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DA disappointed with IEC's political party funding report

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DA disappointed with IEC's political party funding report

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10th September 2021

By: Thabi Madiba
Creamer Media Senior Research Assistant and Reporter

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The Democratic Alliance (DA) has expressed its disappointment with the Independent Electoral Commission of South Africa's (IEC's) political party funding report, saying it “is hopelessly inadequate”.

The IEC, on Thursday, released its first quarter 2021/22 Party Funding Disclosure report in terms of the Political Party Funding Act.

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The DA is one of three political parties that have made declarations of qualifying donations received from donors.

The Political Party Funding Act makes it mandatory for all registered political parties to disclose all donations above R100 000. Additionally, no donations may be made by a single donor above R15-million in a year.  

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The African National Congress declared R10 720 000 in individual donations received, the DA received R15 983 751.48 and ActionSA declared total direct donations of R3 305 090.26.

The IEC explained that as part of the commission’s efforts to foster compliance with the Act, all registered political parties, represented and unrepresented, were sent reminders to submit their declarations before the due date of July 31, 2021.

Far from all political parties responded, although a significant number, especially among the represented parties, reported in writing that they did not receive qualifying donations in the reporting period, the IEC said.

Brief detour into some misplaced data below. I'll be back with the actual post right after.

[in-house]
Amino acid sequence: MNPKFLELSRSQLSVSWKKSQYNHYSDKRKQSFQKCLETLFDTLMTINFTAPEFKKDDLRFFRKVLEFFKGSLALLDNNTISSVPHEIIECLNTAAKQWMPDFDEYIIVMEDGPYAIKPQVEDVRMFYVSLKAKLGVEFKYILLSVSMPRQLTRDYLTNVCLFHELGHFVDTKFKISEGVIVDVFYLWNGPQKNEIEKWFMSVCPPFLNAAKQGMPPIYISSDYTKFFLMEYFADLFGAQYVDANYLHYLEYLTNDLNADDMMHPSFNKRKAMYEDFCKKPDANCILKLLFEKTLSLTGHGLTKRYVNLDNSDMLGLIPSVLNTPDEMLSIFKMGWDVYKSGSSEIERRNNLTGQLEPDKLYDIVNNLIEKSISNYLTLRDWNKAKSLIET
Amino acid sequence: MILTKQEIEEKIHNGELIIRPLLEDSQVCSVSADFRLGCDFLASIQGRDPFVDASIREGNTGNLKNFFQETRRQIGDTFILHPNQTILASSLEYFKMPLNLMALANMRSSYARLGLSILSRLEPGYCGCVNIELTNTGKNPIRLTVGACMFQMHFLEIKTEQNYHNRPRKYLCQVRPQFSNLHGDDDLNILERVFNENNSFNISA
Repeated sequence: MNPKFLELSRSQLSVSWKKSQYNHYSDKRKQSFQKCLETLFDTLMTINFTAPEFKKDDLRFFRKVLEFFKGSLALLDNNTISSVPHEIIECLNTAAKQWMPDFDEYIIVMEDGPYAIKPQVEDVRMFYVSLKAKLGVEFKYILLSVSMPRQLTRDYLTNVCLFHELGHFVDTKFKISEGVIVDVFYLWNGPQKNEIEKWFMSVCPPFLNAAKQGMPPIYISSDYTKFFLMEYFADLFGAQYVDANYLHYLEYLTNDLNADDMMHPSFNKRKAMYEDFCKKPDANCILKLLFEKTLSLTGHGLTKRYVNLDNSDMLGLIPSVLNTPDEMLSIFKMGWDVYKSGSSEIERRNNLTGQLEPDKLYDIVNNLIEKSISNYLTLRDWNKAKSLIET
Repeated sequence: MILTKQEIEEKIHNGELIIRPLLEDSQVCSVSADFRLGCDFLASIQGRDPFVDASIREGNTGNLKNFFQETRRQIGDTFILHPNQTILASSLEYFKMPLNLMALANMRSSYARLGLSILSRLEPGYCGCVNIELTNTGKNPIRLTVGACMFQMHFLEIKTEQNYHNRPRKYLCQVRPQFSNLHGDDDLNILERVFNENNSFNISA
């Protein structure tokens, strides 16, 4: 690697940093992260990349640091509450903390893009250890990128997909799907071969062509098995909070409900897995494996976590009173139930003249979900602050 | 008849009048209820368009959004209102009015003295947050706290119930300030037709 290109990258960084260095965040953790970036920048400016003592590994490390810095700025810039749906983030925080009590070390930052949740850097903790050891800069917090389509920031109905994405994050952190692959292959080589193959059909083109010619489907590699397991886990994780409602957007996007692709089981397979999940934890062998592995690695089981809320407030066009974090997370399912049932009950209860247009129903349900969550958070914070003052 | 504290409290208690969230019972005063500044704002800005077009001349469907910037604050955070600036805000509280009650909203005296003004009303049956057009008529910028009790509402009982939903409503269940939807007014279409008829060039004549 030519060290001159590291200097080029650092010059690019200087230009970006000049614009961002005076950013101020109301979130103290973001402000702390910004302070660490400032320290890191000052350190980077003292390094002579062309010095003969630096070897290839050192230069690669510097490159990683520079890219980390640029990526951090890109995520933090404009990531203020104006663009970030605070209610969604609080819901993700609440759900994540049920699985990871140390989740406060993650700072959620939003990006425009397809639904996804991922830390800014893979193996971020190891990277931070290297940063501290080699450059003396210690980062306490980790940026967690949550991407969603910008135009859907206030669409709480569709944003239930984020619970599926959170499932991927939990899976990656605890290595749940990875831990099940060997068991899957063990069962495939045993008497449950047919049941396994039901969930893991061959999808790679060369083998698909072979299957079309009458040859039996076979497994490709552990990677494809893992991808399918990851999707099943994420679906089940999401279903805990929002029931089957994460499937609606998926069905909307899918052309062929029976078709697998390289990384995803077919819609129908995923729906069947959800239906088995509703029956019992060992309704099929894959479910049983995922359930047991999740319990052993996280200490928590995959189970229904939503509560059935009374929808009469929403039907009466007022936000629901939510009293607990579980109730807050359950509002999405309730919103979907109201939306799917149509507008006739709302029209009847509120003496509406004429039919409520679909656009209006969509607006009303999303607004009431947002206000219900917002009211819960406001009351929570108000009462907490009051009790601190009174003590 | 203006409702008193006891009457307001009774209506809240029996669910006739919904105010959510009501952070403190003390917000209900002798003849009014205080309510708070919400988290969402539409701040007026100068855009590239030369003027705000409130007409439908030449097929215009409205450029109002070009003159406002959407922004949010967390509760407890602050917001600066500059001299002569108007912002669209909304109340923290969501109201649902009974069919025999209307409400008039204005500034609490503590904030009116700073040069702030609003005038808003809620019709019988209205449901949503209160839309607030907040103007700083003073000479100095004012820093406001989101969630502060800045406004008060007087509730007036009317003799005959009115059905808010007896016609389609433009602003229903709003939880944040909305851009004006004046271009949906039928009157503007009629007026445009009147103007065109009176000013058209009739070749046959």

The DA, however, said that although the IEC mentions that some parties have indicated that they have nothing to declare or did not respond to their reminders, it fails to name those political parties.

“This clearly indicates that the IEC is incapable of implementing the legislation. When the legislation was signed into law, the DA stated that it would fully comply although it did not support the legislation,” said DA Federal finance chairperson Dr Dion George.

He went on to say that if the purpose of the legislation is to ensure transparency, then the IEC must list the name of the political parties who did not receive donations above the maximum threshold as well as the names of those that ignored their communication.

He added that the IEC should withhold payments from the Represented Political Party Fund from these parties.

“The IEC must also take active steps to ensure that nil declarations are correct. It can easily do this by inspecting the financial records of those parties. The purpose of the Act is purportedly to promote transparency in the donor funding to parties and the IEC has failed at its first attempt. It needs to try harder, otherwise it might find a reluctance from compliant parties to report in future,” George stated.

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